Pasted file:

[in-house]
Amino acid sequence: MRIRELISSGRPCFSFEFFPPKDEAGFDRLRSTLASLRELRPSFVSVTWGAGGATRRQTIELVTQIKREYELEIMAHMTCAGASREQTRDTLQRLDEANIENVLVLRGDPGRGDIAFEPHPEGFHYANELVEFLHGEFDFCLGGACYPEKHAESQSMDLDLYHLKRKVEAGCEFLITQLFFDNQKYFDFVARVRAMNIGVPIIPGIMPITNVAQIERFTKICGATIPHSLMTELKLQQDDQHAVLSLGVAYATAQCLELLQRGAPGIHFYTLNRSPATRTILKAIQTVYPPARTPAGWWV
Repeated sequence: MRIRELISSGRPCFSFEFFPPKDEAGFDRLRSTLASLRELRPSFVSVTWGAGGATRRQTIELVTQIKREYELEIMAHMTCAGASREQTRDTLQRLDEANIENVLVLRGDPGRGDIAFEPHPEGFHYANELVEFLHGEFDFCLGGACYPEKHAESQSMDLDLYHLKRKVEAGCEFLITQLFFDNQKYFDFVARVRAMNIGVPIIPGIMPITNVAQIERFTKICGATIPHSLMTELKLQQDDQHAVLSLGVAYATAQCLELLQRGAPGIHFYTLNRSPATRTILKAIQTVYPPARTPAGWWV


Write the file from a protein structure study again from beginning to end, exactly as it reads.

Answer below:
[in-house]
Amino acid sequence: MRIRELISSGRPCFSFEFFPPKDEAGFDRLRSTLASLRELRPSFVSVTWGAGGATRRQTIELVTQIKREYELEIMAHMTCAGASREQTRDTLQRLDEANIENVLVLRGDPGRGDIAFEPHPEGFHYANELVEFLHGEFDFCLGGACYPEKHAESQSMDLDLYHLKRKVEAGCEFLITQLFFDNQKYFDFVARVRAMNIGVPIIPGIMPITNVAQIERFTKICGATIPHSLMTELKLQQDDQHAVLSLGVAYATAQCLELLQRGAPGIHFYTLNRSPATRTILKAIQTVYPPARTPAGWWV
Repeated sequence: MRIRELISSGRPCFSFEFFPPKDEAGFDRLRSTLASLRELRPSFVSVTWGAGGATRRQTIELVTQIKREYELEIMAHMTCAGASREQTRDTLQRLDEANIENVLVLRGDPGRGDIAFEPHPEGFHYANELVEFLHGEFDFCLGGACYPEKHAESQSMDLDLYHLKRKVEAGCEFLITQLFFDNQKYFDFVARVRAMNIGVPIIPGIMPITNVAQIERFTKICGATIPHSLMTELKLQQDDQHAVLSLGVAYATAQCLELLQRGAPGIHFYTLNRSPATRTILKAIQTVYPPARTPAGWWV